Libya rebels to host French, US envoys as they bid for arms

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French and US diplomatic envoys were on their way to Benghazi late Tuesday, forces in the Libyan rebel stronghold said, adding that they were trying to procure arms from "friendly nations."

A spokesman for the rebel Transitional National Council, Mustafa Ghuriani, told reporters "it would be naive to think we are not arming ourselves" to match the weaponry deployed by troops and mercenaries loyal to Moamer Kadhafi.

But he declined to confirm or deny that France and the United States were offering to supply arms, saying only that unspecified "friendly nations" were backing the rebels.

He did, however, confirm that the US envoy, named by Washington as Chris Stevens, would be in Benghazi "hopefully today (Tuesday) or tomorrow (Wednesday)."

A French official in Paris, speaking to AFP on condition of anonymity, said Paris was making good on its promise to send a fully-fledged ambassador to Benghazi, after President Nicolas Sarkozy said France recognized the rebel council as the only legitimate representative of the Libyan people.

The ambassador was named as Antoine Sivan, a 53-year-old Arabic speaker. He was to enter Libya by road from Egypt, the official said.

Members of the rebel council said Sivan was expected late Tuesday in Benghazi, where a French security detail was already in place to meet him. The whereabouts of his temporary embassy were not immediately known.

France and Britain took the lead in obtaining a March 17 UN Security Council resolution on protecting Libyan civilians that has paved the way for air strikes on Kadhafi's forces.

Although UN sanctions passed against Libya prohibit the delivery of arms, US Secretary of State Hillary Clinton said during an international conference on Libya held in London Tuesday that the ban no longer applied.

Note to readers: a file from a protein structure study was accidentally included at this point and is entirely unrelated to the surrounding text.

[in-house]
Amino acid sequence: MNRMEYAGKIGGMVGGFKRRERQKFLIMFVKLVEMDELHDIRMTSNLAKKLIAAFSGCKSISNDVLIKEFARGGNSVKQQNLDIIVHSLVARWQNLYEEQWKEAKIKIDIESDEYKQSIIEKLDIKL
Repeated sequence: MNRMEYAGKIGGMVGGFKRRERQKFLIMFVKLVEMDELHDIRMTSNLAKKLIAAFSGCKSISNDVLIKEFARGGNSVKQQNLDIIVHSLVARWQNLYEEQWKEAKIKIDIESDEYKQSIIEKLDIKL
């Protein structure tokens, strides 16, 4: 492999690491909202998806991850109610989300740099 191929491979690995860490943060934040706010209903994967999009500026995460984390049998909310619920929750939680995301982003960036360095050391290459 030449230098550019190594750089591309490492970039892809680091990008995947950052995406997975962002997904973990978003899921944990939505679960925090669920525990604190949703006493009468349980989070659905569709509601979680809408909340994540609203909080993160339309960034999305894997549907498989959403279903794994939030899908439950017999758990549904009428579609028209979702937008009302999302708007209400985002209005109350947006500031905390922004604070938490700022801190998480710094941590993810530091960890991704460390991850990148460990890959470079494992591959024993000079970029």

"It is our interpretation that (subsequent UN Security Council resolution) 1973 amended or overrode the absolute prohibition on arms to anyone in Libya, so that there could be a legitimate transfer of arms if a country should choose to do that," she said.

French Foreign Minister Alain Juppe also said at the conference that his country was ready to discuss supplying military aid to the rebels, even though arming or training the insurgency was not covered under either of the two UN resolutions.

"For the time being, France is sticking to the strict application of these resolutions. Having said that, we are prepared to discuss this with our partners," he told reporters after the conference.

Britain insisted it was no considering any supply of weapons. "We are not arming the rebels, we are not planning to arm the rebels," Defence Secretary Liam Fox told the BBC at the weekend.

The rebels have been struggling to match the firepower and training of Kadhafi's praetorian guard as their street protests have turned into an armed uprising.

That mismatch explains the ebb and flow of the front line in recent days. Coalition air strikes have forced back Kadhafi loyalists from their advanced positions in the east but a rebel advance on his hometown of Sirte on the central coast has faltered.

© 2011 AFP

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